STDs on the rise, but resources are out there 


Nationally, regionally and locally — whether we identify as LGBTQ or not — it’s becoming clear we need to be more cautious when it comes to sexual health. In recent weeks, cases of syphilis, a highly dangerous sexually transmitted disease (STD), have reportedly been increasing across the U.S., with “several clusters” of cases reported in North Dakota toward the end of October.

Plus, a Centers for Disease Control (CDC) report released Oct. 8 claims that 2018 saw an “all-time high” of combined cases of syphilis, gonorrhea and chlamydia. The Centers’ annual Sexually Transmitted Disease Surveillance Report paints a grim picture of sexual health in the United States, especially for vulnerable populations. It suggests that decreased condom use among young people and gay and bisexual men may have something to do with the overall increase in STDs, along with local and state budget cuts to STD programs, as well as drug use, poverty and stigma.

Colorado ranked below national rates for the three most common STDs, but we were still middling among other states.

“We are really fortunate to have very supportive Coloradans who believe in sexual and reproductive health care,” says Adrienne Mansanares, chief experience officer for Planned Parenthood of the Rocky Mountains. She cites, as an example, the comprehensive sexual education bill that became law earlier this year, that mandates “if schools are going to be using a sex education curriculum, it has to be inclusive of all communities,” in Mansanares’ words. The bill also emphasized consent education.

Fact is, the CDC data comes from 2018, and a lot will change once we see the effects of this legislation — even beyond Colorado. According to the Guttmacher Institute, a sexual and reproductive health and rights research organization, 85 sex education bills were introduced in 34 states and the District of Columbia in 2019, “the vast majority of which — thanks to the work of state advocates and policymakers — support young people’s sexual and reproductive health and rights.” Ten of these bills were enacted. Though Colorado still doesn’t require that schools teach sex ed at all, Mansanares is optimistic that this legislation will have an effect on Colorado’s infection rate.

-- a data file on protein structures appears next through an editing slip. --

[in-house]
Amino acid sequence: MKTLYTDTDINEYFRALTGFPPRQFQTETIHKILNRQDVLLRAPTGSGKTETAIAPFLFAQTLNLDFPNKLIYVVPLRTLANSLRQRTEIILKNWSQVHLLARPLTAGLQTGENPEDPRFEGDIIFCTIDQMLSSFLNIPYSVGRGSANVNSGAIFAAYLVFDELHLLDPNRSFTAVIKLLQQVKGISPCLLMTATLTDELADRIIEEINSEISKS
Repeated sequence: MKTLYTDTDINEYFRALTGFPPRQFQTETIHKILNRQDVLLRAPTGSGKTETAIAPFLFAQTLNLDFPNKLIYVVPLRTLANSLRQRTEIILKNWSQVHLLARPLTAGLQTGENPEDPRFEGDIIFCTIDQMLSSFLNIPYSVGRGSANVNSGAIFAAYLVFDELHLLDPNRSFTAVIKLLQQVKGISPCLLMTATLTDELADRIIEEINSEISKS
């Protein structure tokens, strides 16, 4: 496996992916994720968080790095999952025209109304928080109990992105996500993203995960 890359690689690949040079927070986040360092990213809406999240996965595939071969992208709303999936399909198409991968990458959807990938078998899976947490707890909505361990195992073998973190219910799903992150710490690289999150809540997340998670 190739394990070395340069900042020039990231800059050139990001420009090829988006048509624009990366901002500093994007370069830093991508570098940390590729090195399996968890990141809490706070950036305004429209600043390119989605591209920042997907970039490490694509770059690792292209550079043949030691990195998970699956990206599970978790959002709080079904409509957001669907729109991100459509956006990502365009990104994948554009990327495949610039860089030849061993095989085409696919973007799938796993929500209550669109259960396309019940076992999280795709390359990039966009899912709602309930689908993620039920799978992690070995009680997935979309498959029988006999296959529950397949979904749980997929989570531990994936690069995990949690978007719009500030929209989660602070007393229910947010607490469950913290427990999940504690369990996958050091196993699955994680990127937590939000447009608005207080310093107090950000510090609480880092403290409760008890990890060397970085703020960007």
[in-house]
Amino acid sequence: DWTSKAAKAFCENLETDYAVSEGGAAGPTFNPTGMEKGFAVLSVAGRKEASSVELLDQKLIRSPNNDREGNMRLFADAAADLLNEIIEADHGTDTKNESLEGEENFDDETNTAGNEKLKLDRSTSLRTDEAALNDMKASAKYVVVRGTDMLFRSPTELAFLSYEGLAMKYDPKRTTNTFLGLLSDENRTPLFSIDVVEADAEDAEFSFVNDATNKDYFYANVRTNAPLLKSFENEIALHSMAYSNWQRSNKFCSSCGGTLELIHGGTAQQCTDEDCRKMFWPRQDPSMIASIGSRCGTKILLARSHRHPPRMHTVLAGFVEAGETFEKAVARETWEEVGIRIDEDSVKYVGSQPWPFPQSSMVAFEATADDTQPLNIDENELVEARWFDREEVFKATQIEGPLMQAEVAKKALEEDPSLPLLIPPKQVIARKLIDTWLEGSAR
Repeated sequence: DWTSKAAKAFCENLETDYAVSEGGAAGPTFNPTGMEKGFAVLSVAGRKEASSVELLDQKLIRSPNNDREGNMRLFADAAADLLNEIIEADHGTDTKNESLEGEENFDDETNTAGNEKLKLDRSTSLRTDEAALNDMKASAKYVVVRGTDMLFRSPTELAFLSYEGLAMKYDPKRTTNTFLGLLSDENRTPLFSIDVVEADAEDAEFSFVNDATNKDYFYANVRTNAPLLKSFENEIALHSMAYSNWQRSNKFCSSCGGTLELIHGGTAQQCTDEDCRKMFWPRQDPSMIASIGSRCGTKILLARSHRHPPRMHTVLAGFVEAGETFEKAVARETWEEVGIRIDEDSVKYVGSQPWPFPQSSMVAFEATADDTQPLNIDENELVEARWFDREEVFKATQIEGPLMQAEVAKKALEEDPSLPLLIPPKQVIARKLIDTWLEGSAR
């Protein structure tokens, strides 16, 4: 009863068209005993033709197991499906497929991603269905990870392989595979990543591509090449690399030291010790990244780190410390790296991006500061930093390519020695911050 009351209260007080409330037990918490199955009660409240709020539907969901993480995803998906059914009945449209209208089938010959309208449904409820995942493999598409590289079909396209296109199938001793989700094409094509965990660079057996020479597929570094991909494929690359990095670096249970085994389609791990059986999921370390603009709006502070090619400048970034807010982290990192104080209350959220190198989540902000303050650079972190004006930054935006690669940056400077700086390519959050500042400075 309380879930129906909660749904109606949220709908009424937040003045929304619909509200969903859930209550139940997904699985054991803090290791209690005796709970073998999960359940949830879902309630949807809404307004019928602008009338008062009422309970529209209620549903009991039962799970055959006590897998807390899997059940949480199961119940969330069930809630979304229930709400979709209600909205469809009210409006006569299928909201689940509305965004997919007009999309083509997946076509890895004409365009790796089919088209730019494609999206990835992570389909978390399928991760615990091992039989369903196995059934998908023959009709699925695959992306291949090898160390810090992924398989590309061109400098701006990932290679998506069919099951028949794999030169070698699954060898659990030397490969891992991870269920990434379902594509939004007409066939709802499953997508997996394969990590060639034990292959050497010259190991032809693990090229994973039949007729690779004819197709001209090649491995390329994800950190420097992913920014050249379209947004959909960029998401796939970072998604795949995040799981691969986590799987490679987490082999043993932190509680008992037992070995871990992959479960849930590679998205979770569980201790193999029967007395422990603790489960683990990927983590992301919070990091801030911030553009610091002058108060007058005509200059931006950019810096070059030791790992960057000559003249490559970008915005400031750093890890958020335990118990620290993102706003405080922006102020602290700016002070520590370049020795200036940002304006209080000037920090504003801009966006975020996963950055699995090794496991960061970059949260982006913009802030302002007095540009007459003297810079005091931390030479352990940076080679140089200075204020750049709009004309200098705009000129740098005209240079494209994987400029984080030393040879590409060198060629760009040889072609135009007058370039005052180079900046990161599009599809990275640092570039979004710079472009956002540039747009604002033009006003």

The LGBTQ community is at special risk for STDs, in part because we’re at risk for nearly everything. We’re more likely to experience homelessness and sexual assault, more likely to turn to substance abuse as a coping mechanism, more likely to suffer from mental health issues — all of which contribute to the risk for STDs. But we’re also less likely to know what resources we need to address our sexual health, let alone where to find them.

Planned Parenthood of the Rocky Mountains offers many such resources: STD screenings and medications at a discounted rate, HIV prevention medications PrEP and PEP, and LGBTQ and allied staff members who don’t discriminate.

But even with help available and inclusive sex ed now mandated, Mansanares says, “There’s a national Title X gag rule that you may have heard about, and national budget cuts that are taking much-needed public health dollars out of the reproductive and sexual health care arena. And of course, when those cuts occur, they disproportionately harm low-income communities, rural communities, LGBT communities, and communities of color.”

These cuts, she adds, make it harder for clinics to market their services, somany people in our own community don’t know that resources exist for them at Planned Parenthood and beyond — or they may feel shame in reaching out to those services.

When it comes to the rise of cases of STDs, Mansanares says, “You can see the correlation of funding cuts. You can see the correlation of harmful, hateful rhetoric and the national narrative changing. And then those infection rates go up.”

It’s important to continue to consider our sexual health and that of our community if we want to see those rates decrease. “We know that [STD] rates go way down,” Mansanares says, “when people feel safe and comfortable to go get sexual and reproductive health care on a regular basis, from a place where they feel welcome.”


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